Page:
Yahya Moore. Photo by Melissa Simpson.

*Spanish Version of the Article

When I left the Florida Department of Corrections (FDOC) in 2012 (after serving one year for selling stolen property at a pawn shop), I was driven in a van to downtown Jacksonville, given $50, and dropped off on the streets to fend for myself. I wore my state-issued gym shorts, a ripped T-shirt, and prison shower slides on my feet.

As I looked around at my environment in awe of my new freedom, I was also worried about what I was going to do to survive. After years of substance use, I had burned down every bridge and was on my own, scared with no place to go.

I used the $50 to get a cheap hotel room, and the next day, out of sheer desperation, I shoplifted work boots and a toothbrush from Walmart. I went two days without eating while I looked for employment. Against all odds, I was able to find a shelter to live in and two menial jobs, then started to put my life back together one piece at a time; however, it was a struggle.

More than 600,000 Americans leave prison or jail every year and many returning citizens, after having paid their debt to society, walk out of a correctional institution with nothing but the department of corrections (DOC)-issued clothing on their back.

They often have no transitional housing secured, no employment opportunities, no cell phone, and no money for food or public transportation. Many leave without the vital documents needed for everything from opening a bank account to starting a new job. Others may have the basic necessities to survive but need additional resources like mental health support, substance use treatment, or mentorship in order to truly succeed. Some just walk out of prison or jail into homelessness – a terrible situation for anyone, but a nearly insurmountable obstacle for someone leaving the justice system.

 It wasn’t until a week after my release that I discovered a reentry center that could help me – a service I needed so much sooner and was never told about by the FDOC. 

I didn’t see myself as a victim though. I was contrite and had learned a hard lesson. But it felt like after I’d completed my sentence, I was released with little chance for success. As far as the FDOC was concerned, their responsibility for me ended the second I hit the gate and left – which could be one of the reasons the average recidivism rate (returning to prison) in the U.S. is around 68%. Two out of three people who are released from prison reoffend within three years.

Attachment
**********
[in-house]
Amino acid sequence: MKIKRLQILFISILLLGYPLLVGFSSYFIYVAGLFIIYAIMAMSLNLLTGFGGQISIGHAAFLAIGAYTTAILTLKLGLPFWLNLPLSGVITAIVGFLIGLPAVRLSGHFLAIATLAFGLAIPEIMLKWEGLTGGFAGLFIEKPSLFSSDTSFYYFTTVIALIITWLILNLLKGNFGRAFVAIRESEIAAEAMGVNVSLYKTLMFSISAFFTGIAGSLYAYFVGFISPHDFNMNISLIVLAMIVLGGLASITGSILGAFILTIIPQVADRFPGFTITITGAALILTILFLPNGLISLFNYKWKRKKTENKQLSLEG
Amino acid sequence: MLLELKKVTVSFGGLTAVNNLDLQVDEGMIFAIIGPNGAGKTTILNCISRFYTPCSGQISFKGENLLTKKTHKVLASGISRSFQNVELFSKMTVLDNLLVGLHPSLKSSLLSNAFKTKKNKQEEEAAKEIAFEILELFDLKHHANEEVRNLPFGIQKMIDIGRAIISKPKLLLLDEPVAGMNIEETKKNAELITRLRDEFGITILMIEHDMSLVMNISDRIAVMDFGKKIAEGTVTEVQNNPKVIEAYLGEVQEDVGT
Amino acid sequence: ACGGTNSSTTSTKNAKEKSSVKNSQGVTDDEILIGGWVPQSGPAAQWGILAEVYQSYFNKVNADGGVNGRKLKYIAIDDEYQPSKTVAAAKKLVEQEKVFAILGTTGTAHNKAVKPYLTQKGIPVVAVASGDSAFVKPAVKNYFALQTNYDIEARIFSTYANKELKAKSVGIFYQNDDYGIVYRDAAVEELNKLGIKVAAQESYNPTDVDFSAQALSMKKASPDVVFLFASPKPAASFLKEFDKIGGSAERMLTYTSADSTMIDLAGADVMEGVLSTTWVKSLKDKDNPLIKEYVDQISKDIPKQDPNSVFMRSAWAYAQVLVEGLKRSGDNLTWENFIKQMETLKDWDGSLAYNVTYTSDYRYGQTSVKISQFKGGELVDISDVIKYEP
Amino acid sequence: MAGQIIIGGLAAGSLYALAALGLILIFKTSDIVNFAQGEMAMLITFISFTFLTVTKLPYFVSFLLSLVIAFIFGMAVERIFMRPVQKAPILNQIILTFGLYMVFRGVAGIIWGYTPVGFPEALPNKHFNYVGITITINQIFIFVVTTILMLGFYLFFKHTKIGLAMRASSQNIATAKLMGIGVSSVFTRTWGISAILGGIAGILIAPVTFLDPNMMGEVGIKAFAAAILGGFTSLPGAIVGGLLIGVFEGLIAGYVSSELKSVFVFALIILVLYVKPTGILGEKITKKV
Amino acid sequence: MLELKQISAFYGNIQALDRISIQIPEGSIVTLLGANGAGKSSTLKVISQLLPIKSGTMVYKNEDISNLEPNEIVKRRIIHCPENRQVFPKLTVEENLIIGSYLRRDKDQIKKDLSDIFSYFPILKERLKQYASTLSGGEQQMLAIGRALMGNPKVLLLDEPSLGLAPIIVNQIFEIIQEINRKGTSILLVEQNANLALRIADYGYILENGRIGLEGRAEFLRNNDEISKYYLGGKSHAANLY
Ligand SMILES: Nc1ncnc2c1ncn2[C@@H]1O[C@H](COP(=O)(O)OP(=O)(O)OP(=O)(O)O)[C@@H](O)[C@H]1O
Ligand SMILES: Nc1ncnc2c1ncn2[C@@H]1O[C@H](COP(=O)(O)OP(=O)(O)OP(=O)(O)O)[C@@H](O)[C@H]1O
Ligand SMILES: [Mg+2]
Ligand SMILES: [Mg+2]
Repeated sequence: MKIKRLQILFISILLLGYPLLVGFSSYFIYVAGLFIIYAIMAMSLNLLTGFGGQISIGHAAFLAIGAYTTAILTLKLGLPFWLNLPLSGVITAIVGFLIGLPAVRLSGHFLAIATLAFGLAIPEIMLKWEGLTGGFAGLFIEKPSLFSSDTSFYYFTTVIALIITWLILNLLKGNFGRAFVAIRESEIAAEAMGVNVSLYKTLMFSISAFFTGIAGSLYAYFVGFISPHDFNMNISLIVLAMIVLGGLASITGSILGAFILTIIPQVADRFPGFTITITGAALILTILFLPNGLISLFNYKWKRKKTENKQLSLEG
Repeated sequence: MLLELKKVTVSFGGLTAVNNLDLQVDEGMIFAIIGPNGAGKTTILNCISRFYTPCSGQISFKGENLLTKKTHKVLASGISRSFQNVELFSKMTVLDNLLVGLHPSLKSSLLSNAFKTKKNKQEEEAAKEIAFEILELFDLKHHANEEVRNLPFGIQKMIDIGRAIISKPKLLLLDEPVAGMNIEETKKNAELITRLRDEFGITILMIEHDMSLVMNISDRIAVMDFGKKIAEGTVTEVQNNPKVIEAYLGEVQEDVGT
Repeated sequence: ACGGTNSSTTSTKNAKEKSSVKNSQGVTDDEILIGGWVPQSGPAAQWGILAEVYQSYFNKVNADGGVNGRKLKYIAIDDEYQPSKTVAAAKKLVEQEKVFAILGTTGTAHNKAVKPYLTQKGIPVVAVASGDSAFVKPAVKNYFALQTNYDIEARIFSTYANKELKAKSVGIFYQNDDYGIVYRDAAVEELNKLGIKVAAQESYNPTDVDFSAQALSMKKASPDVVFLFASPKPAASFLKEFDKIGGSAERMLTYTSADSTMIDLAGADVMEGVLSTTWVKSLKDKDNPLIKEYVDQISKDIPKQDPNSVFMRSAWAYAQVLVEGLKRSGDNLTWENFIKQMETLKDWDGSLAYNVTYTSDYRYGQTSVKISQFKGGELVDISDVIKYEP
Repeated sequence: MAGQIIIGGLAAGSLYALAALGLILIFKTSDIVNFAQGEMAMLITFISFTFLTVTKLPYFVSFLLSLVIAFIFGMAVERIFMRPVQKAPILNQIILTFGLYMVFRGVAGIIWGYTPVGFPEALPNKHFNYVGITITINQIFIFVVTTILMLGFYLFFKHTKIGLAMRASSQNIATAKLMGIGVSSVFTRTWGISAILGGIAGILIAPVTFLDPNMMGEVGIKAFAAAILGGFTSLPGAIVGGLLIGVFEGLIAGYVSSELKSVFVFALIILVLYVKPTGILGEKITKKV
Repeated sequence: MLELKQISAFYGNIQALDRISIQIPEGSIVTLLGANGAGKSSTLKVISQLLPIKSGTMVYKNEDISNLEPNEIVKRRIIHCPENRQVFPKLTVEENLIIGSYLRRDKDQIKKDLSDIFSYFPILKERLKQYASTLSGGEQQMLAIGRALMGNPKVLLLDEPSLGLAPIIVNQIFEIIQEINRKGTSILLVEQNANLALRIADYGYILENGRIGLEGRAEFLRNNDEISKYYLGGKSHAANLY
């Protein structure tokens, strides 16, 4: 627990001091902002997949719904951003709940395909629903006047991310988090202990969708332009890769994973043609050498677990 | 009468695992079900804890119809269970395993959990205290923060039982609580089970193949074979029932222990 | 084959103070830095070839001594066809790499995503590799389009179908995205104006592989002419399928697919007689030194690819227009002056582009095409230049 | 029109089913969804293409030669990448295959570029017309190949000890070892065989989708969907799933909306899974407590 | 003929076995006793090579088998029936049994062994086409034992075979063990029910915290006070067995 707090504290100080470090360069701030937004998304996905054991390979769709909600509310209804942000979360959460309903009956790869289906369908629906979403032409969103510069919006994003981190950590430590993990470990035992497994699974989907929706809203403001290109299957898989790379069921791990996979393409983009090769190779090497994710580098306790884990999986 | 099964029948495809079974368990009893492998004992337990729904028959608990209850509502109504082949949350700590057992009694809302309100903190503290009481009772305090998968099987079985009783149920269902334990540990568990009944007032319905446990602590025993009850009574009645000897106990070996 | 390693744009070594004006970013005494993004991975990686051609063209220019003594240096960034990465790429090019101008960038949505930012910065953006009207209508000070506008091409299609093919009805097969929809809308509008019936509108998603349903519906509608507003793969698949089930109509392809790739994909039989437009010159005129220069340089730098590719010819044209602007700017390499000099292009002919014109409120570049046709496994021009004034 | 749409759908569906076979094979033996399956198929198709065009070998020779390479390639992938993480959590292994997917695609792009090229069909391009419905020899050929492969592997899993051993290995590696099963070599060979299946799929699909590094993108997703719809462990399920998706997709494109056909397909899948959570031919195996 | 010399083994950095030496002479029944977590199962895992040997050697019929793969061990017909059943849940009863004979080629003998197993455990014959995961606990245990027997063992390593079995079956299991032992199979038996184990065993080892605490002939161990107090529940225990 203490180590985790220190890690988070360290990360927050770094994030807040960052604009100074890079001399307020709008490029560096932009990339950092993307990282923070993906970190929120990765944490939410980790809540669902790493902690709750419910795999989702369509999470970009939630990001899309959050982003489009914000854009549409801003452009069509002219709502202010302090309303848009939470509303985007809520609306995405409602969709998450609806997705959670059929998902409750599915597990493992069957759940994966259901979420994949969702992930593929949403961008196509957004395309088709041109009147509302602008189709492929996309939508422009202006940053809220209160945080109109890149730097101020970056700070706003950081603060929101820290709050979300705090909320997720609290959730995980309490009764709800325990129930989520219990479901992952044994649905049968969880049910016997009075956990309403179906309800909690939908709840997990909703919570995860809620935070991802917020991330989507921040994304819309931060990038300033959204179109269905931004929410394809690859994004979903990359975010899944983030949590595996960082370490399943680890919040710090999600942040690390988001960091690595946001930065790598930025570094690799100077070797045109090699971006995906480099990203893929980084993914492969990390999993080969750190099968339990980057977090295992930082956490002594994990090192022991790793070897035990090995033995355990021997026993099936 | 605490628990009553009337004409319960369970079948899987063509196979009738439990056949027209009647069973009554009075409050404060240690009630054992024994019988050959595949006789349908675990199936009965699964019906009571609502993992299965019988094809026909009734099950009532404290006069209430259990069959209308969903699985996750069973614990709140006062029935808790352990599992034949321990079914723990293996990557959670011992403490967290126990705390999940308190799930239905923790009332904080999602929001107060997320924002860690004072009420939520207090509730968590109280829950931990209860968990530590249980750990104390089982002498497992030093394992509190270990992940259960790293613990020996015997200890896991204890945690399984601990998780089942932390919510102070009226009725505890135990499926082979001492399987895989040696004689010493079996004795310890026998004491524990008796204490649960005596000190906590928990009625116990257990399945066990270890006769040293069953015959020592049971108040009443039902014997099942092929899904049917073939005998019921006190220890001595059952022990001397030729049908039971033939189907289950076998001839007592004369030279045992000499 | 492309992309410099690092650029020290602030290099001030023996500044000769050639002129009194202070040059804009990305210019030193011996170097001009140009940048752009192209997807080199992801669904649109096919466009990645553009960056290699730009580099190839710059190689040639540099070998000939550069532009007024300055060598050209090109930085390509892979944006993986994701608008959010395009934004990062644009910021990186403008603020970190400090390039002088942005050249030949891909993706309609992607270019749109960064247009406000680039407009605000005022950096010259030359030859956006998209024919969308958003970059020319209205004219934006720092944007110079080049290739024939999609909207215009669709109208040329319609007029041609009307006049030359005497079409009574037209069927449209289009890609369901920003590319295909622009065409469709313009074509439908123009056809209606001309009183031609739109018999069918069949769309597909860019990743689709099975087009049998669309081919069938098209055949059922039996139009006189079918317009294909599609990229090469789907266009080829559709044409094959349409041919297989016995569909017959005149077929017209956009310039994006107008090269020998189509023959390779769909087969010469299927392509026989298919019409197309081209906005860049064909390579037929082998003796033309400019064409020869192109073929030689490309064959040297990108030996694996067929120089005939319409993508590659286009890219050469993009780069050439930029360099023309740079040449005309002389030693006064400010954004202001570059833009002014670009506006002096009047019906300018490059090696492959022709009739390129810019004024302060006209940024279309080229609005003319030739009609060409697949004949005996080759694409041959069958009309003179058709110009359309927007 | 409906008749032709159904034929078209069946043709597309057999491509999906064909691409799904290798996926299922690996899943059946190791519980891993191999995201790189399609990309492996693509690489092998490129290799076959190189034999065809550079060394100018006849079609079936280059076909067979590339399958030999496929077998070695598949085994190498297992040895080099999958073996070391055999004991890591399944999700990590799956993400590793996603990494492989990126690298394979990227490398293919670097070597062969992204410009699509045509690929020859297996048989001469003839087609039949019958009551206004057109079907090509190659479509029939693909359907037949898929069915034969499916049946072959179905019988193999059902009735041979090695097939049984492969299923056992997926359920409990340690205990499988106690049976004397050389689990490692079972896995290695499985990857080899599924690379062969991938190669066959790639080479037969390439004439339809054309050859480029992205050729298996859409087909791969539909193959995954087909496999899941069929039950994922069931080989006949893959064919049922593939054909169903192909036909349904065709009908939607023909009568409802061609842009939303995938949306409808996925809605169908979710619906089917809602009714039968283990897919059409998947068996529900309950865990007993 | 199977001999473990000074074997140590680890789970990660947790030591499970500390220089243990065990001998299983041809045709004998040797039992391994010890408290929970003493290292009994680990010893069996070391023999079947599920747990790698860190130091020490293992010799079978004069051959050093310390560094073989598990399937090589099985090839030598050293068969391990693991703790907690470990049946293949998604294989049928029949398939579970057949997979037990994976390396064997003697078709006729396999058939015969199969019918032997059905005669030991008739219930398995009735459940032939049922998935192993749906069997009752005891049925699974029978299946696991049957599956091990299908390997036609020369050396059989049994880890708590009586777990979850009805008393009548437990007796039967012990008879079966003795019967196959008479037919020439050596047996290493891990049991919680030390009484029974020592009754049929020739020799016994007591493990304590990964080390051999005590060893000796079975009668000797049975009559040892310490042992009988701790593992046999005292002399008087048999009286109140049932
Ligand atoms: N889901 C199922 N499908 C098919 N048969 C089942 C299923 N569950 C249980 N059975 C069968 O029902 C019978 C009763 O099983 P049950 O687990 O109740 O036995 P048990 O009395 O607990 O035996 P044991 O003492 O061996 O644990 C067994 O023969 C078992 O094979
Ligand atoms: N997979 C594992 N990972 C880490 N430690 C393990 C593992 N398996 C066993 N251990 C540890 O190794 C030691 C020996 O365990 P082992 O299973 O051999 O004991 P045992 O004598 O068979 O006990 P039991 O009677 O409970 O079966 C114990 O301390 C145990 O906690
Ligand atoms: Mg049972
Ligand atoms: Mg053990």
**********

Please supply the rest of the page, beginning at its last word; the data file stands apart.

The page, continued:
Sometimes all it takes is a helping hand to get on your feet after serving your sentence, but many people don’t know the problems faced after incarceration or how difficult it is to find the things needed in order to thrive and be a productive member of the community.

A Helpline for Resources 

One program that could be beneficial to returning citizens in Philadelphia is PA 211, a helpline sponsored by the United Way of Greater Philadelphia and Southern New Jersey. PA 211 is a free, easy-to-remember phone number and website that connects Philadelphians with important resources in local communities, and is available 24 hours a day, seven days a week.

The PA 211 website has a special link to reentry resources for people getting out of jail or prison, and although it is not connected to all city-wide organizations that help with reentry, it has the potential to be a first stop for returning citizens. 

“We’re doing our best to help the formerly incarcerated community in Philadelphia,” said United Way’s PA 211 Senior Director, Cinda Watkins. “That may mean finding a job or basics like food and clothing.”

While the reentry resource link does provide links to career centers, the helpline and the website have virtually no housing options for returning citizens. Finding a place to live is one of the biggest problems men and women face when returning home. For example, at the time of this reporting, under the general Housing and Shelter section of the helpline, there are 67 areas of interest with hundreds of resources available; the housing link under Reentry Resources has six, one of which is available for men and LGBTQ+, the rest are only for women.

Director Watkins explained that the United Way can only provide the resources it has in its database, but staff are always open to new partnerships with agencies that provide vital services.

“We’d like to build more organizations into our database, and be able to point people in the direction of other nonprofits that offer resources,” the PA 211 director said. “Our goal is to break down barriers and get more partners and service providers.”

At present, the United Way occasionally seeks out new partnerships, but mostly leaves the onus on nonprofits and local organizations to contact them. This limits the helpline’s ability to offer more services from large stakeholders in the reentry sector like the Philadelphia Reentry Coalition or the Pennsylvania Reentry Council

Because there’s a history of bad players taking advantage of justice-involved citizens, the United Way has strict inclusion/exclusion guidelines seeking to prevent wrongdoers from exploiting the system. As an added precaution, Watkins said her office regularly contacts helpline referrals to make sure that a partnering agency provided the services they claimed. 

But as good as the PA 211 is in theory, in practice it needs more partnerships if it hopes to really help returning citizens. Information about obtaining identification, food assistance, child care, transportation vouchers, and mental health services for the formerly incarcerated are also lacking. Still, Pennsylvania is doing better than our neighbors: Delaware, Maryland, and New Jersey offer no reentry services on their 211 helplines.The United Way of Greater Philadelphia and Southern New Jersey receives $750,000 from the state of Pennsylvania, according to Director Watkins, to facilitate the entire helpline. While they do provide resources for Philadelphia’s formerly incarcerated, more efforts could be made to add services that people need as soon as they step out of jail or prison. 

Providing Information to Be Successful

In order to be successful, reentry must start well before a person reaches their release date and walks out the door. The Pennsylvania Department of Corrections (PADOC) provides some reentry information to incarcerated residents before they leave, but it remains unclear as to how much the prison staff promotes PA 211.